Another major trend that has come about over the past five years is increasing interest in “connected entertainment”. This has been augmented with the role of smartphones, tablets and computers having access to online content services, typically through natively-coded client-side apps.
But it is also about a surge in the availability of traditional devices that are associated with entertainment being connected to the home network and drawing down online content from various sources.
Network-capable entertainment devices
Increasingly we are purchasing network-capable entertainment devices that are fit for use in the main living or family areas of our homes.
Firstly, most TV manufacturers are supplying “smart TVs” that have network connectivity and access to online content services. Typically the manufacturers, primarily the “big-name” companies are offering this towards mid-range and premium models in their product lineups. This feature is also being extended to Blu-Ray players, “home-theatre-in-box” systems and the like so you can add this feature to existing TV sets which is important as TV sets last a long time and are capable of being “pushed down” to secondary viewing areas. It is also a key feature for any of the newer 4K “ultra-high-definition” TVs that show images that are sharper than the regular Full HD TVs on the market.
Similarly, network-capable music-playback devices are reaching standards that befit high-quality music reproduction. Here, these devices are either as “wireless speakers”, integrated music systems or hi-fi components that can be connected to existing hi-fi systems.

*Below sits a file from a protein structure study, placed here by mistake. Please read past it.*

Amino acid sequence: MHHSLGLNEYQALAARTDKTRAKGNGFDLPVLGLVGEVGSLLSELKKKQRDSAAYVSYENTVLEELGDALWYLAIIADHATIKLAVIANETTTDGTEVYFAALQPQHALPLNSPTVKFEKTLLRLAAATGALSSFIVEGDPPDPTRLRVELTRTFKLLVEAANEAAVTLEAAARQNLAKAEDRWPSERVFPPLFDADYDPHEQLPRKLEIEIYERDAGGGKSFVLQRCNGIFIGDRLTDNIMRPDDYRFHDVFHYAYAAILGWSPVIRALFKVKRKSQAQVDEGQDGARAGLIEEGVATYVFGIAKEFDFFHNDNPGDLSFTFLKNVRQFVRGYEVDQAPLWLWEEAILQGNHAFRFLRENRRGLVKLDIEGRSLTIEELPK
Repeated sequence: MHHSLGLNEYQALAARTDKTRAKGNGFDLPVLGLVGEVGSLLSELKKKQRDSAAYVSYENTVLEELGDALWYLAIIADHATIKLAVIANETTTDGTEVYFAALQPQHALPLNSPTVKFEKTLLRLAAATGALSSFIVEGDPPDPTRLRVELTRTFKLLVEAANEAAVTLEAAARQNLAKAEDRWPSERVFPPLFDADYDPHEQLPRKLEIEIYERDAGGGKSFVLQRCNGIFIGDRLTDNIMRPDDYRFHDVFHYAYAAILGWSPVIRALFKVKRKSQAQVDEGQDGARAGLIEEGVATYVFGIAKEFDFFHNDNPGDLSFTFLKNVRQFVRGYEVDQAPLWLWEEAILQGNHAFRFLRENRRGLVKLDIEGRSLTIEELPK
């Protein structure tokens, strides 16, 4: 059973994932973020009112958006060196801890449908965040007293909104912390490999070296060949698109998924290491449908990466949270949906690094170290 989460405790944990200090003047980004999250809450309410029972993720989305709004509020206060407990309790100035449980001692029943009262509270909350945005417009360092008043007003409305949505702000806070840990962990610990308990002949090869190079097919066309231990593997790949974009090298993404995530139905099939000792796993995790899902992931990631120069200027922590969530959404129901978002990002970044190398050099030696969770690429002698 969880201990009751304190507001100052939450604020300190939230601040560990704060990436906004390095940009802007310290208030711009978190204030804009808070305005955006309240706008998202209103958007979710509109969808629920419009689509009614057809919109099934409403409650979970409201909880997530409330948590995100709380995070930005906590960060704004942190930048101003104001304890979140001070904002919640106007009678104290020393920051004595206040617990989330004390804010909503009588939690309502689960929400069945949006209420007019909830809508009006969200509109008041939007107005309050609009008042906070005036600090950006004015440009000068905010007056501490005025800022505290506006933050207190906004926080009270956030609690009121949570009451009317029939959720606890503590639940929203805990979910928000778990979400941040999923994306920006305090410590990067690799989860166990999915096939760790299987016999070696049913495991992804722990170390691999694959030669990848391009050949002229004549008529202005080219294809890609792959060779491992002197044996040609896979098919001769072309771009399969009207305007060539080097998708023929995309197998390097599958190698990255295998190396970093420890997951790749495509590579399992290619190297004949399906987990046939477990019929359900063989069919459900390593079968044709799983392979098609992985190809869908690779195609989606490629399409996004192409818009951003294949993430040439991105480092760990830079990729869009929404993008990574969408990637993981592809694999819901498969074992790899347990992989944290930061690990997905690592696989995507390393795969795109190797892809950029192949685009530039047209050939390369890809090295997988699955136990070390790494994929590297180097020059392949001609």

The “wireless speakers” are single-piece tabletop speaker systems that connect to the home network in a manner similar to what Sonos envisaged with their products. Here, you can have a group of these speakers that are connected to the same network play the same audio content without them being out of sync. Most of the setups may work in a “party-mode” setup where they play the same content whereas an increasing number of these speakers can allow you to set two like units up as a wirelessly-linked stereo pair for increased stereo separation or wirelessly link a subwoofer to the speaker to provide some extra bass. A trend that could easily come about is to have a wirelessly-linked multiple-speaker setup for surround sound, which could make this concept more appealing because of the absence of wires.
At the moment, Wi-Fi-based multiroom wireless speakers will work with other speakers that implement the same technology, typically by having the same or compatible chipsets. This is because no standard has been defined for these kind of speaker setups.
Another device that is being considered highly important for the “connected entertainment” world and is something that every home network will have to have is the network-attached storage appliance. These devices work as “always-on” media servers that can provide audio, image and video content and most, if not all of them implement UPnP AV / DLNA and iTunes / DAAP media-server functionality to do this on a level playing field. This means that you don’t need to run a desktop computer all the time to make the latest photos or the music you ripped from your CDs or downloaded from iTunes or similar services available to your smart TV or your network-connected stereo equipment.
Online Content Services
Previously, online content services were typically Internet radio services which offered global access to Internet-hosted simulcasts from various broadcast radio stations and networks. I saw this as the “new shortwave” because you could hear a radio station that is local to a particular city or town through this setup and these have been facilitatied by a few Internet-radio directories like TuneIn Radio and vTuner.